Inheritance and hope (from left) Artist Beauford Delaney in 1953, the year he moved to Paris; author James Baldwin at his house in Saint-Paul-de-Vence, France in 1979; memorial gathering for slain transgender woman Islan Nettles in Harlem on August 27, 2013.
And then I realized the source of my dread and my trouble. Earlier that day, I had read in the paper that Islan Nettles, age 21, had died of her injuries a week after a transphobic street beating left her in a coma. I had stared and stared at the accompanying photo. The news had me heart- broken, horrified, and pissed, and worse, cynical about what would come next. Why was the world so unloving, so violently, lethally unwelcoming to our transgender youth? I knew that there would be a vigil, and I knew that eloquent, enraged, passion- ate words would be spoken, that trans women and others would stand up and say what needed to be said, but how would they be heard? And by whom?
Nettles was a black trans woman beaten to death in Harlem, and what terrified and enraged me was the thought that her race, her class, her gender identity —hell, the very neighborhood of her murder — meant that her death would not shock enough to draw the world’s attention; not only the attention of mainstream media, but perhaps not even from the gay main- stream community.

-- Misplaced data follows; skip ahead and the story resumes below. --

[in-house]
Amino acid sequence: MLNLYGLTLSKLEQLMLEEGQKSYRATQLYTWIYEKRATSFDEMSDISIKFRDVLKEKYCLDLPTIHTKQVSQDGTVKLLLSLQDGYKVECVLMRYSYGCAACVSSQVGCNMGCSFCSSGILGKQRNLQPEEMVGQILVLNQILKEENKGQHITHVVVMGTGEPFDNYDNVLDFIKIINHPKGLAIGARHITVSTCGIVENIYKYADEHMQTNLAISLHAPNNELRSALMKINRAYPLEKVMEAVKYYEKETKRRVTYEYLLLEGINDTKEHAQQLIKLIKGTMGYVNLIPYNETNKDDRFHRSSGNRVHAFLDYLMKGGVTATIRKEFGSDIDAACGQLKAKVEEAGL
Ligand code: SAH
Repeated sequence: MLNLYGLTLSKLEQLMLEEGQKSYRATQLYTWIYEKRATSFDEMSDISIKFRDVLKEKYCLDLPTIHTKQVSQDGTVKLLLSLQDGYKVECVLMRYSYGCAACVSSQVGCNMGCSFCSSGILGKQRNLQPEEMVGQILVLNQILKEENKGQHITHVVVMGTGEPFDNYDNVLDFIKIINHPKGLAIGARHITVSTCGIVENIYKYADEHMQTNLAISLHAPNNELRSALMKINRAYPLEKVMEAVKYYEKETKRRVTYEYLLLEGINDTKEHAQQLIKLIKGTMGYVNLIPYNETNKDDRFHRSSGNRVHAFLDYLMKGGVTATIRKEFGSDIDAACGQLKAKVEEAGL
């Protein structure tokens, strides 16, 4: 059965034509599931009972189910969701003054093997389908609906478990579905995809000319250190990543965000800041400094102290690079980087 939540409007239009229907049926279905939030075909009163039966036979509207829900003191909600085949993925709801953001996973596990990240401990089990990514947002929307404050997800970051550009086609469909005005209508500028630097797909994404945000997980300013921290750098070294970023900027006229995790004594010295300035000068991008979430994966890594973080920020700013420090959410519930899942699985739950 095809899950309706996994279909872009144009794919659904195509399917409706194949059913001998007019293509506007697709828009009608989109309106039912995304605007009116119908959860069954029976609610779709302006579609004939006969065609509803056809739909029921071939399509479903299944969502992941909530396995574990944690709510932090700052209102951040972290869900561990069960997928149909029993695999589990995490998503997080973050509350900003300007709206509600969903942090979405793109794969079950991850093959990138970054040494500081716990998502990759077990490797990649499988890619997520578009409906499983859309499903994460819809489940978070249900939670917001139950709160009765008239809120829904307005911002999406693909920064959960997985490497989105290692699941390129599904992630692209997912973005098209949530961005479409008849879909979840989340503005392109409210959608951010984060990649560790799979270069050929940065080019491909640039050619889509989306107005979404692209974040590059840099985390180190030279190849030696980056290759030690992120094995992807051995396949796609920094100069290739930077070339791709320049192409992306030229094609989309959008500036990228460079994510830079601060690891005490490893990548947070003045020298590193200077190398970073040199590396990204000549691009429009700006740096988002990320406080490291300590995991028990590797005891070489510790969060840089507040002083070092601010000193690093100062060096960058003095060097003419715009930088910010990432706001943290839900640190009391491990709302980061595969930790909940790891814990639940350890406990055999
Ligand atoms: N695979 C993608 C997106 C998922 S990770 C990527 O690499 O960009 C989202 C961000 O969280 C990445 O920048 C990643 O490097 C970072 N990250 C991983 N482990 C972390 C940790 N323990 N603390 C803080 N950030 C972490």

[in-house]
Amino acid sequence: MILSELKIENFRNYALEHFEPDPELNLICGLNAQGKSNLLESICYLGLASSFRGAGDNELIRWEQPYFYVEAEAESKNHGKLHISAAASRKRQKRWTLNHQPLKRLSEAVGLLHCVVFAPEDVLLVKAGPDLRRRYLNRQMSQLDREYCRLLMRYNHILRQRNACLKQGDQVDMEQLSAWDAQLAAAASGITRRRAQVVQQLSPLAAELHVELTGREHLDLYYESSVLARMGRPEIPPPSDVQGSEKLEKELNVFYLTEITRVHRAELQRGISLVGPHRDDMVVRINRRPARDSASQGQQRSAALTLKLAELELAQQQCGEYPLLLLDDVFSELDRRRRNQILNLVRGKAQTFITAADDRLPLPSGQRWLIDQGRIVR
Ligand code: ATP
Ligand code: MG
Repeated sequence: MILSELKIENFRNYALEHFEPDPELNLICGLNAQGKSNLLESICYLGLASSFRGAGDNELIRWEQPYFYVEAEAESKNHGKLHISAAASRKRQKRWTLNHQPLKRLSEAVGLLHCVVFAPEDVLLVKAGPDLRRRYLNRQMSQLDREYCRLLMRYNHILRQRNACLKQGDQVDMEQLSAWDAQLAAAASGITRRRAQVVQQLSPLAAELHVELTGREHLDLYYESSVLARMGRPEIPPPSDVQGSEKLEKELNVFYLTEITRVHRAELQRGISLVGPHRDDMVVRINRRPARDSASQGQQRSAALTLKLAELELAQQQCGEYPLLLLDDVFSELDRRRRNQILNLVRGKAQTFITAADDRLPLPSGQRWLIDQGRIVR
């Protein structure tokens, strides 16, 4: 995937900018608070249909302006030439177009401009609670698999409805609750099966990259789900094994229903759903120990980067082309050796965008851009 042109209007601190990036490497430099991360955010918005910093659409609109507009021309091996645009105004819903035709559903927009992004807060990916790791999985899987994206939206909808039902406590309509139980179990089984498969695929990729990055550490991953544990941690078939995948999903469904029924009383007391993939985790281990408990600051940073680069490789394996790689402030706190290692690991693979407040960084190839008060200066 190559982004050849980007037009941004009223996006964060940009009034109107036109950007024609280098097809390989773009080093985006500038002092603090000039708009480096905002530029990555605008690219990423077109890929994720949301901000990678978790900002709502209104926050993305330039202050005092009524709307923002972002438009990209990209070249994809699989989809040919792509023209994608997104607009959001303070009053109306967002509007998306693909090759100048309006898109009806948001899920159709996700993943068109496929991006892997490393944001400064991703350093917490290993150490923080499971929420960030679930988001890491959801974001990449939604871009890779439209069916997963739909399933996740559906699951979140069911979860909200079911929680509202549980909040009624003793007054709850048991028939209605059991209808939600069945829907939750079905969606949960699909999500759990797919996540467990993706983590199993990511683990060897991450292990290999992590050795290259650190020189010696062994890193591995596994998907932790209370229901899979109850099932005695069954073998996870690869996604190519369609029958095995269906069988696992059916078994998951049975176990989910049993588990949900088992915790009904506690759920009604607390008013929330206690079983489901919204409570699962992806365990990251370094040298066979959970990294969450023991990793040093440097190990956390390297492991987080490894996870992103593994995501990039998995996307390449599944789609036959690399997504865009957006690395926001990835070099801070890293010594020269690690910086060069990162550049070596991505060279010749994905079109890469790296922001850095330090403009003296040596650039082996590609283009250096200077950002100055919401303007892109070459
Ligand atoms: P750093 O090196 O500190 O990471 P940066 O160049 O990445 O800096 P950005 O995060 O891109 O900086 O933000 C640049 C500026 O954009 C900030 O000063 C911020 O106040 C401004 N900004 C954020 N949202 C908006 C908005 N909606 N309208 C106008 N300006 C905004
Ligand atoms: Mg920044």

We need to be shocked. I did not know Nettles. I know only what I’ve read — that she was creative, a fashion designer — and what I’ve seen — that she was very beautiful and very young. I do not know what kind of personal mentorship she had in her life. I want to believe that at 21, black and trans in 2013, there were places she felt loved and welcome, and I want to believe that she understood herself as the hope of our movement. But I do not know, I do not know. I only know what I felt looking at her photo, and what I feel now: That despite all the strides the queer movement has made, on the whole, we still do not love and cherish transgender people enough, especially young trans women and trans men of color. We do not see them as we should, as the flowering of our movement, as our hope.